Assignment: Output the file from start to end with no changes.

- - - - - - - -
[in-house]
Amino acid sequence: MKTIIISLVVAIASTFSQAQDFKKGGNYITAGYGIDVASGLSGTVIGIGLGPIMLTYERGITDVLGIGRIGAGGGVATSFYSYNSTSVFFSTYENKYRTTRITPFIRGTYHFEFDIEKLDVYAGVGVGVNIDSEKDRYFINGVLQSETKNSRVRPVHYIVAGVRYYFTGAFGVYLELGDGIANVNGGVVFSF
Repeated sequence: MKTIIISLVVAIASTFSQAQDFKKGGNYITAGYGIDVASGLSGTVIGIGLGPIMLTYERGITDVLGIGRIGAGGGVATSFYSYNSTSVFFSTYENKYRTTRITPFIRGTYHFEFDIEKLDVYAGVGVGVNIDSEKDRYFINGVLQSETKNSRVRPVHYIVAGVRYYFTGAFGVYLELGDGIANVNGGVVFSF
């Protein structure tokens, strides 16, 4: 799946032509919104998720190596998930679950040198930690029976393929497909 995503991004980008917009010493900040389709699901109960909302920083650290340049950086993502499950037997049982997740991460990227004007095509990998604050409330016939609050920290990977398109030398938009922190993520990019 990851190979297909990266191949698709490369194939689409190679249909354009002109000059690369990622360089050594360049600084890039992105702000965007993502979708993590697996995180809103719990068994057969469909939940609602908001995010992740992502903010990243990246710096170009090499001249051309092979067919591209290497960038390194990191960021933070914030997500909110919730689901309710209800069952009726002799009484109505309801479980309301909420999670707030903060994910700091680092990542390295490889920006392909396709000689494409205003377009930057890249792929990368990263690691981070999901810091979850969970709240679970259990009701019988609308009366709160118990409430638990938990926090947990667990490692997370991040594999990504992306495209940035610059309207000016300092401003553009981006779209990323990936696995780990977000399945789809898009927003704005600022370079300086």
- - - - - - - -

[in-house]
Amino acid sequence: MKTIIISLVVAIASTFSQAQDFKKGGNYITAGYGIDVASGLSGTVIGIGLGPIMLTYERGITDVLGIGRIGAGGGVATSFYSYNSTSVFFSTYENKYRTTRITPFIRGTYHFEFDIEKLDVYAGVGVGVNIDSEKDRYFINGVLQSETKNSRVRPVHYIVAGVRYYFTGAFGVYLELGDGIANVNGGVVFSF
Repeated sequence: MKTIIISLVVAIASTFSQAQDFKKGGNYITAGYGIDVASGLSGTVIGIGLGPIMLTYERGITDVLGIGRIGAGGGVATSFYSYNSTSVFFSTYENKYRTTRITPFIRGTYHFEFDIEKLDVYAGVGVGVNIDSEKDRYFINGVLQSETKNSRVRPVHYIVAGVRYYFTGAFGVYLELGDGIANVNGGVVFSF
């Protein structure tokens, strides 16, 4: 799946032509919104998720190596998930679950040198930690029976393929497909 995503991004980008917009010493900040389709699901109960909302920083650290340049950086993502499950037997049982997740991460990227004007095509990998604050409330016939609050920290990977398109030398938009922190993520990019 990851190979297909990266191949698709490369194939689409190679249909354009002109000059690369990622360089050594360049600084890039992105702000965007993502979708993590697996995180809103719990068994057969469909939940609602908001995010992740992502903010990243990246710096170009090499001249051309092979067919591209290497960038390194990191960021933070914030997500909110919730689901309710209800069952009726002799009484109505309801479980309301909420999670707030903060994910700091680092990542390295490889920006392909396709000689494409205003377009930057890249792929990368990263690691981070999901810091979850969970709240679970259990009701019988609308009366709160118990409430638990938990926090947990667990490692997370991040594999990504992306495209940035610059309207000016300092401003553009981006779209990323990936696995780990977000399945789809898009927003704005600022370079300086």